# equality trigonometry

• Feb 23rd 2011, 12:40 PM
arm
equality trigonometry
Let $a- b \neq k\pi$ :
$a\sin\alpha +b. cos\alpha = a.sin\beta +b. cos\beta =c$.

Prove: $cos^{2}\frac{\alpha -\beta }{2}=\frac{c^{2}}{a^{2}+b^{2}}$
• Feb 23rd 2011, 02:21 PM
mestmoha
$\sqrt{a^{2}+b{2}}(\frac {a}{\sqrt {a^{2}+b^{2}}}} \sin \alpha + \frac {b}{\sqrt {a^{2}+b^{2}}}} \cos \alpha) = c$

and

$\sqrt{a^{2}+b{2}}(\frac {a}{\sqrt {a^{2}+b^{2}}}} \sin \beta + \frac {b}{\sqrt {a^{2}+b^{2}}}} \cos \beta) = c$

let's take $\theta$ such that:
$\cos \theta = \frac {b}{\sqrt {a^{2}+b^{2}} }\quad and \quad \sin\theta = \frac {a}{\sqrt {a^{2}+b^{2}}}$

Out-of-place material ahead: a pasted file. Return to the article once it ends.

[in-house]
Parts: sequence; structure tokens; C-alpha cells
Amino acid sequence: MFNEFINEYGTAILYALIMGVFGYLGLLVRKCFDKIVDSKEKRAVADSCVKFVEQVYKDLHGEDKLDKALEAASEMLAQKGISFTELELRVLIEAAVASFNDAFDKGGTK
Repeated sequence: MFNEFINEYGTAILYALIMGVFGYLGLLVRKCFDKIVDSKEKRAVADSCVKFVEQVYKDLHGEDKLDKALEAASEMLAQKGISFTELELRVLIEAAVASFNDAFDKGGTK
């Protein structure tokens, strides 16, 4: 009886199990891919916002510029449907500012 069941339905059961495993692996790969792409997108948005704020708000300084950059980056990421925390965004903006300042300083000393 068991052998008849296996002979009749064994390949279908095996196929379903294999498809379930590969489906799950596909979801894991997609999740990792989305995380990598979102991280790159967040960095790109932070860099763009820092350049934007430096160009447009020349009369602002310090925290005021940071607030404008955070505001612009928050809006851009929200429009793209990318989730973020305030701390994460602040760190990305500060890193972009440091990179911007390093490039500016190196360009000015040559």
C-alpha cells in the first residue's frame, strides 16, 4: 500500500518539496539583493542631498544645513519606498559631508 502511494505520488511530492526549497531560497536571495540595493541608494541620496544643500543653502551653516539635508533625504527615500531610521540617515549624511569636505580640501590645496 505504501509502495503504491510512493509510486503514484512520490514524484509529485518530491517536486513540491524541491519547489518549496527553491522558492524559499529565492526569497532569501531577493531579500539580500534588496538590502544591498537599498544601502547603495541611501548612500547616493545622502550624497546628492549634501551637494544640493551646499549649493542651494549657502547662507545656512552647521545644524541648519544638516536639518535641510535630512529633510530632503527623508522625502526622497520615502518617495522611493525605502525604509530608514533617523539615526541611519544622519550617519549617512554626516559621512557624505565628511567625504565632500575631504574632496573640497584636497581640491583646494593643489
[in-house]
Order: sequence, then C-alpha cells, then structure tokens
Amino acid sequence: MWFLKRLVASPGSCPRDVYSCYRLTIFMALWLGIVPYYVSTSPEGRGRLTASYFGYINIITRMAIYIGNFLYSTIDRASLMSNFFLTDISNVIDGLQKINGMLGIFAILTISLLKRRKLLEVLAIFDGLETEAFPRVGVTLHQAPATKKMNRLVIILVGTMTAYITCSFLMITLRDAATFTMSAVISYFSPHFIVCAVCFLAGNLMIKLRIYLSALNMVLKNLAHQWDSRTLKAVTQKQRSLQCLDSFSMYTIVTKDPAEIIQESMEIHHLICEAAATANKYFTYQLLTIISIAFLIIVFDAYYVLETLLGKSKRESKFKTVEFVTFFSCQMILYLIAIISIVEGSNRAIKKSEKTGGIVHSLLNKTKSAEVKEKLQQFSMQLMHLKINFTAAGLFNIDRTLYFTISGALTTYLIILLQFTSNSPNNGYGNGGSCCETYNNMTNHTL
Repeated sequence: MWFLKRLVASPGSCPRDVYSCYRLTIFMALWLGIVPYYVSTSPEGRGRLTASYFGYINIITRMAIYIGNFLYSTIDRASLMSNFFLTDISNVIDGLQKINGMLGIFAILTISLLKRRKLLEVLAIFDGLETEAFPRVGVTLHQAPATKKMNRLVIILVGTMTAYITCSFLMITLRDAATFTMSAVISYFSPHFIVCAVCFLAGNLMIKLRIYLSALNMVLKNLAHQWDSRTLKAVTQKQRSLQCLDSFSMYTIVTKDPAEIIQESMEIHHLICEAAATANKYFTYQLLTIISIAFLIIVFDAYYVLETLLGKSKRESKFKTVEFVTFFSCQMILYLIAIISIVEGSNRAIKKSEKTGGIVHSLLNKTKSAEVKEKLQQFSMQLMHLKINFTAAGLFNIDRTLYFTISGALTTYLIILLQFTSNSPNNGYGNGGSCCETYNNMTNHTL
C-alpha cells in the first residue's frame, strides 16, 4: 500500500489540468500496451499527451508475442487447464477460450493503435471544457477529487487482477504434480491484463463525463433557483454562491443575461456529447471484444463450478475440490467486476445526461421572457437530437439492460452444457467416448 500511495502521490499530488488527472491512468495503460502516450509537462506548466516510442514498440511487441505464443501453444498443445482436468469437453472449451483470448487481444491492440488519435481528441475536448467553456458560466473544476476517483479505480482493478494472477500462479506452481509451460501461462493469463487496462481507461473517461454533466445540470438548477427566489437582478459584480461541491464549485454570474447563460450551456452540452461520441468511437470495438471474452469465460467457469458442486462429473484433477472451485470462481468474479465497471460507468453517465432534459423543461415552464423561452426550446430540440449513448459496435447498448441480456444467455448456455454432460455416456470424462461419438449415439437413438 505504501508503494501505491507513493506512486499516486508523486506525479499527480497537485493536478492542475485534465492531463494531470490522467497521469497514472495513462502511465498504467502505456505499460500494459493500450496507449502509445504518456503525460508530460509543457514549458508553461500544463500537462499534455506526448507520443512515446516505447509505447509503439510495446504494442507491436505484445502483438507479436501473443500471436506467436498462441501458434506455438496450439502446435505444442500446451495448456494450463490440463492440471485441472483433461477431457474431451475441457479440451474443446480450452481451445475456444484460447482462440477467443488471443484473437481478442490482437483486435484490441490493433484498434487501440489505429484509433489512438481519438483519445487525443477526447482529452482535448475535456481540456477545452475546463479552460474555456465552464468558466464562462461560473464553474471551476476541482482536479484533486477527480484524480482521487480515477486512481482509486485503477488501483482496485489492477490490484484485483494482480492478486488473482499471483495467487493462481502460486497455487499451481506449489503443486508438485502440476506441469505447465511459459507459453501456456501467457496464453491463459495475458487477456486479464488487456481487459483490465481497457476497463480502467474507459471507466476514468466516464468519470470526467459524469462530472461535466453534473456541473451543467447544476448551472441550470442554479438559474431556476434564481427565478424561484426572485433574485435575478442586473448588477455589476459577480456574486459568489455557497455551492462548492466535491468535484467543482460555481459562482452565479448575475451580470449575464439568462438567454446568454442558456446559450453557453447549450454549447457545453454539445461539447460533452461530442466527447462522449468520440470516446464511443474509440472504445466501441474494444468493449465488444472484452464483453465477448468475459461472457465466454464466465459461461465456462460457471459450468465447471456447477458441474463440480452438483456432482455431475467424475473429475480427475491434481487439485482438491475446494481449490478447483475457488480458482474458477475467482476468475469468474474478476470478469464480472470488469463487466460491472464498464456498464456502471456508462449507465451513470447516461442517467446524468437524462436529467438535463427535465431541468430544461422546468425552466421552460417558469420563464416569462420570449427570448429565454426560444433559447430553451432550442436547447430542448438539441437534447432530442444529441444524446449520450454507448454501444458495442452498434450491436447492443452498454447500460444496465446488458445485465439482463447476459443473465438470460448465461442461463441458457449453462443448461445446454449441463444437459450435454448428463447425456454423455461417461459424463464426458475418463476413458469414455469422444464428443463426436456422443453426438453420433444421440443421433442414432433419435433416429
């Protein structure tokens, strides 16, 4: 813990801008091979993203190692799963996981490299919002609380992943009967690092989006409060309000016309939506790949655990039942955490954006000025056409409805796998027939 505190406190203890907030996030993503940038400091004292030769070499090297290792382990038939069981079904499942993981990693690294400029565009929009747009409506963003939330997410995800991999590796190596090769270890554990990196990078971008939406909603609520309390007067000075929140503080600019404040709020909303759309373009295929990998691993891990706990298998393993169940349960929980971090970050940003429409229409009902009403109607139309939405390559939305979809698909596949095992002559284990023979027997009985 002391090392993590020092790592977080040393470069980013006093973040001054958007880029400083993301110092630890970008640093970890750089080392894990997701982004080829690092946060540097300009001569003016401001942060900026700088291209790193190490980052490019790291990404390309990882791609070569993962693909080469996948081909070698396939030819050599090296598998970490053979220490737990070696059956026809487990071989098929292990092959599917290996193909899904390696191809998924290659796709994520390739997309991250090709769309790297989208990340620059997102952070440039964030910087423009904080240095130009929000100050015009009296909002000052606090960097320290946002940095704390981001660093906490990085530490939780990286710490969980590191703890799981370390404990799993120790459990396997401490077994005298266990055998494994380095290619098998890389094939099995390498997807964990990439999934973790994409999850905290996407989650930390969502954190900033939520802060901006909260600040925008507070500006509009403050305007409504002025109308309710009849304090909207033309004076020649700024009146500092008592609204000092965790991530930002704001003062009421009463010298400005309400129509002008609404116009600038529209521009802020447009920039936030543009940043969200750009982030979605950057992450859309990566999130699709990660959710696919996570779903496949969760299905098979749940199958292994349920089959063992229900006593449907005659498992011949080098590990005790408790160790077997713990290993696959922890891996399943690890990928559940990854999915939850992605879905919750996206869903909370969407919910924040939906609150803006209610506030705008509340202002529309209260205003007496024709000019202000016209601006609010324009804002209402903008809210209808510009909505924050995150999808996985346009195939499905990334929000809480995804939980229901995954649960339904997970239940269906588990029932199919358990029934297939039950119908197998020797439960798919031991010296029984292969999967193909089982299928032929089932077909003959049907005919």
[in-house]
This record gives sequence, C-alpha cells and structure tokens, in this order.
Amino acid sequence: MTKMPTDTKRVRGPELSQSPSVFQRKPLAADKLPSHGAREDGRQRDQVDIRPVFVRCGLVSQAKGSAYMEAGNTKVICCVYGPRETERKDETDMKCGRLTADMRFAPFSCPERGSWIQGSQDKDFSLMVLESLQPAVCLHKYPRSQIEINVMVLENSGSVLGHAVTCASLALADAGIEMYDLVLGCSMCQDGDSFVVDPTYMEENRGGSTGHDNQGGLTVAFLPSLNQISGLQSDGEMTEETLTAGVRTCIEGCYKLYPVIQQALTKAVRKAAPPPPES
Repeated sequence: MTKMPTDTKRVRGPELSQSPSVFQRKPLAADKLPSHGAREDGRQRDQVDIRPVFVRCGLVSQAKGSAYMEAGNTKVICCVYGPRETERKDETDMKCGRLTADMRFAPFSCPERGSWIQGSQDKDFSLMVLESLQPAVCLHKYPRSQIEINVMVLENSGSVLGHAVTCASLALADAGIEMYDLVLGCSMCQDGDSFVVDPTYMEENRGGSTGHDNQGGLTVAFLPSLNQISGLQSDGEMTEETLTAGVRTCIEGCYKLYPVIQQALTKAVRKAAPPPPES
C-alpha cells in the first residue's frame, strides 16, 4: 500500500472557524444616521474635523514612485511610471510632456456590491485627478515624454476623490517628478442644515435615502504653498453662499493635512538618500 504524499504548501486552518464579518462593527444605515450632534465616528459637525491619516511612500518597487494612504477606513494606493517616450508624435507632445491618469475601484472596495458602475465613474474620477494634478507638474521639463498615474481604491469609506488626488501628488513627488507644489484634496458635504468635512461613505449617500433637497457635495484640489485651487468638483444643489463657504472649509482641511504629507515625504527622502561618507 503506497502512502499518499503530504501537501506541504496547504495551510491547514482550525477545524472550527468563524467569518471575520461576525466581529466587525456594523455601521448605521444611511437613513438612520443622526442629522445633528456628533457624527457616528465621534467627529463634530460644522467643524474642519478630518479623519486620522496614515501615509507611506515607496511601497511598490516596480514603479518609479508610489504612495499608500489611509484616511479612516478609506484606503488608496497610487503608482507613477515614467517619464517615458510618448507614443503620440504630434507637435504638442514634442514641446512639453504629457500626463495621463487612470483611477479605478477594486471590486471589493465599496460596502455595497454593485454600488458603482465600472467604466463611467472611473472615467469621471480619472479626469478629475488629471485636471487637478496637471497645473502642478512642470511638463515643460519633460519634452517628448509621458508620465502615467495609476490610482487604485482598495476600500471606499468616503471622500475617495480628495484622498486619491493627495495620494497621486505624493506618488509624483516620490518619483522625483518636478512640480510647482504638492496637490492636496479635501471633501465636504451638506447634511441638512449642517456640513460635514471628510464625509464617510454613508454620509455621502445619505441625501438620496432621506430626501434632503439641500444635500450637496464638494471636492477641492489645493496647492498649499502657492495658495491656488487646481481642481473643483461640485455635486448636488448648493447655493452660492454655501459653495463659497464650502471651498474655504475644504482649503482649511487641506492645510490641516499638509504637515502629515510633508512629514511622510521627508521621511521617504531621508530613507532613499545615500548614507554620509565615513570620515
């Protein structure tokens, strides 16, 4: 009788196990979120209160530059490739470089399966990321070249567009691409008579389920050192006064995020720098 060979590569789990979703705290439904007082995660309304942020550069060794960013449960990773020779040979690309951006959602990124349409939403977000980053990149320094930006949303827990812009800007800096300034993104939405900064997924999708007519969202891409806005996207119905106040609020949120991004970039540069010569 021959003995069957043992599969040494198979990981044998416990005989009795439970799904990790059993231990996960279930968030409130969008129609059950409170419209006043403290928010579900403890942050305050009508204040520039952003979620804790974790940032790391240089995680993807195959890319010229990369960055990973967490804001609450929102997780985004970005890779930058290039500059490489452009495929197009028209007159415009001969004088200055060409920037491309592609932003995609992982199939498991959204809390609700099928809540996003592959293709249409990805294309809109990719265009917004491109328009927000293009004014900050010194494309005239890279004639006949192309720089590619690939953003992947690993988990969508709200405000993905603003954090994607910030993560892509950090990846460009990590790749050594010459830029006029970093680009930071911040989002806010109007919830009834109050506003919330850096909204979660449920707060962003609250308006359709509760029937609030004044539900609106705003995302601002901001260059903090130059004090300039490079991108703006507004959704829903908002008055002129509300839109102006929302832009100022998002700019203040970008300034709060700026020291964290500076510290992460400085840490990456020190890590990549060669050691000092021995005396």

$\psi$ is defined as:
$\cos(\psi)=\frac {c}{\sqrt {a^{2}+b^{2}}}$
We have now:
$\cos (\alpha-\theta)=\cos(\beta-\theta)=\cos(\psi)$
Hence,
$1) \alpha - \theta = \beta-\theta + 2k\pi= \psi+2k'\pi$
$2) \alpha - \theta = \beta-\theta + 2k\pi= -(\psi)+2k'\pi$
$3)\alpha - \theta = -(\beta-\theta) + 2k\pi= \psi+2k'\pi$
$4) \alpha - \theta = -(\beta-\theta) + 2k\pi= -(\psi)+2k'\pi$

1) and 2) are not valid because they violate $\alpha - \beta \neq k\pi$
3) and 4) gives us:
$\alpha - \beta = 2 * \psi$
$\cos (\frac{\alpha - \beta}{2})=\cos(\psi)$
thus,
$\cos^{2} (\frac{\alpha - \beta}{2})= \frac{c^{2}}{a^2 + b^2}$